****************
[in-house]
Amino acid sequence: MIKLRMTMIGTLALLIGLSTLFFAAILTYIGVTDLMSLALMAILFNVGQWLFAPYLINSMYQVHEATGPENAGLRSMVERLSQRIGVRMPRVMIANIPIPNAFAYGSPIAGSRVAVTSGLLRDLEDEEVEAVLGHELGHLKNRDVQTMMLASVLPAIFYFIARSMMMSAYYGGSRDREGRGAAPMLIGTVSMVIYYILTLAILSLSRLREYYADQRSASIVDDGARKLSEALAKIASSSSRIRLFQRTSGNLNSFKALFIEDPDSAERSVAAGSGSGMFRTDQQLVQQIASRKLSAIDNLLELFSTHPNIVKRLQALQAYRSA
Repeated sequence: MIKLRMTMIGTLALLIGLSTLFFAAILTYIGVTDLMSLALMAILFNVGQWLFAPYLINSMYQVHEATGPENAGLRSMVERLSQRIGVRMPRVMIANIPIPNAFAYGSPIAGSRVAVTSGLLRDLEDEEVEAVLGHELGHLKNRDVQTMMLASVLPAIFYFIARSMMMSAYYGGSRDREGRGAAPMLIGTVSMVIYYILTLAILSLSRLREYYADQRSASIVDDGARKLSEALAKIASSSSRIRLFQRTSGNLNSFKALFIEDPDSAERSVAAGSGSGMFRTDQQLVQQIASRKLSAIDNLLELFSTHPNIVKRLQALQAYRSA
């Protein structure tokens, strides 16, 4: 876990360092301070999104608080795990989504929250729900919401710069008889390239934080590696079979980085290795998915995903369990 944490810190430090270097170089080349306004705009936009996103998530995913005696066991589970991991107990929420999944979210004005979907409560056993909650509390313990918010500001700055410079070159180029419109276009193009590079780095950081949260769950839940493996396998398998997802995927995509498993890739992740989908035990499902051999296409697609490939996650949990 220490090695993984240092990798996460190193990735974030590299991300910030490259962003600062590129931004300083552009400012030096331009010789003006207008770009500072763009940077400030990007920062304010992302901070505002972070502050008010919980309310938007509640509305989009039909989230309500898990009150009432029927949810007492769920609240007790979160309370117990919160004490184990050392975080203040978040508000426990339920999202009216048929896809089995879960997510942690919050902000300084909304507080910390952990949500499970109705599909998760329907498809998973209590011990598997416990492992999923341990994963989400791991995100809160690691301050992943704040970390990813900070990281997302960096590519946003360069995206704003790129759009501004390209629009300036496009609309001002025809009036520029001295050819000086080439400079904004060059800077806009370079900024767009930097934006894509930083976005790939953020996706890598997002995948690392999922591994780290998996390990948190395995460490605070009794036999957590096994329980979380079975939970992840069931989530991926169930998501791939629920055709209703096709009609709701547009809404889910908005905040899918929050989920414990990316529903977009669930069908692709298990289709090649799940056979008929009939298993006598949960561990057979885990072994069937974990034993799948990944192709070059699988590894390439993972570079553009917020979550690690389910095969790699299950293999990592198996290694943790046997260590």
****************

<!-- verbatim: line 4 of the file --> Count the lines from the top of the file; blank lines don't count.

């Protein structure tokens, strides 16, 4: 876990360092301070999104608080795990989504929250729900919401710069008889390239934080590696079979980085290795998915995903369990 944490810190430090270097170089080349306004705009936009996103998530995913005696066991589970991991107990929420999944979210004005979907409560056993909650509390313990918010500001700055410079070159180029419109276009193009590079780095950081949260769950839940493996396998398998997802995927995509498993890739992740989908035990499902051999296409697609490939996650949990 220490090695993984240092990798996460190193990735974030590299991300910030490259962003600062590129931004300083552009400012030096331009010789003006207008770009500072763009940077400030990007920062304010992302901070505002972070502050008010919980309310938007509640509305989009039909989230309500898990009150009432029927949810007492769920609240007790979160309370117990919160004490184990050392975080203040978040508000426990339920999202009216048929896809089995879960997510942690919050902000300084909304507080910390952990949500499970109705599909998760329907498809998973209590011990598997416990492992999923341990994963989400791991995100809160690691301050992943704040970390990813900070990281997302960096590519946003360069995206704003790129759009501004390209629009300036496009609309001002025809009036520029001295050819000086080439400079904004060059800077806009370079900024767009930097934006894509930083976005790939953020996706890598997002995948690392999922591994780290998996390990948190395995460490605070009794036999957590096994329980979380079975939970992840069931989530991926169930998501791939629920055709209703096709009609709701547009809404889910908005905040899918929050989920414990990316529903977009669930069908692709298990289709090649799940056979008929009939298993006598949960561990057979885990072994069937974990034993799948990944192709070059699988590894390439993972570079553009917020979550690690389910095969790699299950293999990592198996290694943790046997260590």